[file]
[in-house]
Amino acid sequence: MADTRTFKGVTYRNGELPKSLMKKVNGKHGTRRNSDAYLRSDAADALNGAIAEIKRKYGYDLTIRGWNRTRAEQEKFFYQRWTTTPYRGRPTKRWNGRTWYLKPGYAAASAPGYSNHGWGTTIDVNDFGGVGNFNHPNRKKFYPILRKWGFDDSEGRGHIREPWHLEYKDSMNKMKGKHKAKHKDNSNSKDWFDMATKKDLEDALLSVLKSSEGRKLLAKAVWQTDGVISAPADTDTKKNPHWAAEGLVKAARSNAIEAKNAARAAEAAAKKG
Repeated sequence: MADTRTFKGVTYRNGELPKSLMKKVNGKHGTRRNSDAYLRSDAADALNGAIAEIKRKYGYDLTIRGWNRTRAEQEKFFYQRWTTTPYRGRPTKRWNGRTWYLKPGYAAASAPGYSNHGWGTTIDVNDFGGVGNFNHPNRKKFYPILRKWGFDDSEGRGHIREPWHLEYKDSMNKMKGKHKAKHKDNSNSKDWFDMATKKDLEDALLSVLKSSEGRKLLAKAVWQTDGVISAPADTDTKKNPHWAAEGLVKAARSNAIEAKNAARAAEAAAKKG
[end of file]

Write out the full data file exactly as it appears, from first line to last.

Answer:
[in-house]
Amino acid sequence: MADTRTFKGVTYRNGELPKSLMKKVNGKHGTRRNSDAYLRSDAADALNGAIAEIKRKYGYDLTIRGWNRTRAEQEKFFYQRWTTTPYRGRPTKRWNGRTWYLKPGYAAASAPGYSNHGWGTTIDVNDFGGVGNFNHPNRKKFYPILRKWGFDDSEGRGHIREPWHLEYKDSMNKMKGKHKAKHKDNSNSKDWFDMATKKDLEDALLSVLKSSEGRKLLAKAVWQTDGVISAPADTDTKKNPHWAAEGLVKAARSNAIEAKNAARAAEAAAKKG
Repeated sequence: MADTRTFKGVTYRNGELPKSLMKKVNGKHGTRRNSDAYLRSDAADALNGAIAEIKRKYGYDLTIRGWNRTRAEQEKFFYQRWTTTPYRGRPTKRWNGRTWYLKPGYAAASAPGYSNHGWGTTIDVNDFGGVGNFNHPNRKKFYPILRKWGFDDSEGRGHIREPWHLEYKDSMNKMKGKHKAKHKDNSNSKDWFDMATKKDLEDALLSVLKSSEGRKLLAKAVWQTDGVISAPADTDTKKNPHWAAEGLVKAARSNAIEAKNAARAAEAAAKKG